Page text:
Stack overflow is an error in programming that a user-mode thread encounters when attempting to write more data but the memory block is running out of space to hold it.
There are two types of overflow errors: the first one can immediately cause the program to crash. The second remains undetected allowing the program to run after the error, which is harder to trace and more challenging to debug.
In this definition...
A stack overflow might appear as a segmentation fault, leaving without a clue where it occurs and how it happened. This is often the case in C++. The signs of an overflow usually depend on the language or the mechanism for error reporting. In Java, however, the virtual machine could crash, as it handles memory inside it, leaving an error file that might further baffle users. The root cause of the overflow is harder to find.
Once an overflow is detected, you can correct it right away by identifying the source and by debugging the error. Programming languages that allow explicit memory management can prevent these overflows by adjusting the program’s memory allocation to keep the usage to a minimum. Computer languages with implicit memory management encounter difficulty in safeguarding against stack overflow, causing the machine to crash, potentially halting the entire program.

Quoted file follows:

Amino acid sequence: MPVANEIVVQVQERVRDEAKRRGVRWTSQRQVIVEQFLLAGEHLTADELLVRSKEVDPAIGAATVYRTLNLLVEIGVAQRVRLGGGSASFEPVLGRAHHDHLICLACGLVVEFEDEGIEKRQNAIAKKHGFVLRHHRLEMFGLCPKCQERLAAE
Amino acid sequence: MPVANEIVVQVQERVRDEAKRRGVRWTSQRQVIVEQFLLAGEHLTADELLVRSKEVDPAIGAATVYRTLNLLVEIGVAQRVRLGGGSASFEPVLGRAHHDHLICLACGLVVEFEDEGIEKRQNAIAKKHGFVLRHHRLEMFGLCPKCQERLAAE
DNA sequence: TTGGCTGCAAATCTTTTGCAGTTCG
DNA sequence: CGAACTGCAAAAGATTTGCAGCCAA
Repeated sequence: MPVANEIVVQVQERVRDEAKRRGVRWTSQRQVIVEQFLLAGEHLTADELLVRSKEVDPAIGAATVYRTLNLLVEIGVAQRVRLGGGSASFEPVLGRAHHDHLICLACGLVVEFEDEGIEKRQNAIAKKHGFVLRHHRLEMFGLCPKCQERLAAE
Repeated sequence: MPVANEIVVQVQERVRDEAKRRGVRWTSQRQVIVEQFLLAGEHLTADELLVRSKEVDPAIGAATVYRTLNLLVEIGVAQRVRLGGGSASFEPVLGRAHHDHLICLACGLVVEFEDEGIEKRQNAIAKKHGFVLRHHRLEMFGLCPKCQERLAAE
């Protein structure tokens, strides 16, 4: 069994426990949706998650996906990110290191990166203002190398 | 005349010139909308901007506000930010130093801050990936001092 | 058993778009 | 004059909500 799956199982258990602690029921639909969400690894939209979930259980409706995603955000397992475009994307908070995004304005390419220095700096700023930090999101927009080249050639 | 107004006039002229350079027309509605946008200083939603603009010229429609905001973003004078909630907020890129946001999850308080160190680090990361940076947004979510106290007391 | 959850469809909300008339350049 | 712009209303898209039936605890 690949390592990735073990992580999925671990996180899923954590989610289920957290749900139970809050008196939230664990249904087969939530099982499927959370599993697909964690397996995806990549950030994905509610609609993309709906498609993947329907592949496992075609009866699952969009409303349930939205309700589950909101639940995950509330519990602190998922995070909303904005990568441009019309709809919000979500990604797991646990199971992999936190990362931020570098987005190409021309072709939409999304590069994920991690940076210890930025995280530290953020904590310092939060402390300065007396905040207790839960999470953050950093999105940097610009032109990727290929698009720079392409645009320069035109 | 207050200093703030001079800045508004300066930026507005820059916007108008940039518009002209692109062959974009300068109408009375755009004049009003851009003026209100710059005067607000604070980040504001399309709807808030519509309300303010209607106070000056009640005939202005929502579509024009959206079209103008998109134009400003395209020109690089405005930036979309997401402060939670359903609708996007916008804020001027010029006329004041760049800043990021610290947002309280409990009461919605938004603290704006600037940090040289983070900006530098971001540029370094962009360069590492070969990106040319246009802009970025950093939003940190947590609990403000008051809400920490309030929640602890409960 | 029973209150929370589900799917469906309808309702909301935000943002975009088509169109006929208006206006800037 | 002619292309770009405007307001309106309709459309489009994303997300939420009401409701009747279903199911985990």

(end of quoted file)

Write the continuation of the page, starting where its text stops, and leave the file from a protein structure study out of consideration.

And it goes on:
There are three possible causes of a stack overflow:
There should be ample stack space allocated to local variables when a function runs on a thread. Reduced space risks the stack overflowing.
There’s an area of the memory where local variables used in the function are stored. It is called a stack, which has a Last In-First Out data structure. New local variables are pushed to the stack, and the variables associated with the function get deleted after running to free up memory space. When the stack runs out of space due to a program using more memory space than the stack size, an error or an overflow occurs.
Heap overflow happens when a leak occurs with the memory that stores dynamic variables. Memory on heap is manually allocated and resized using malloc(), calloc(), and realloc() functions. A failure to free up memory space after use results in a memory error.
Microsoft documentation identifies the steps to take in correcting a stack overflow: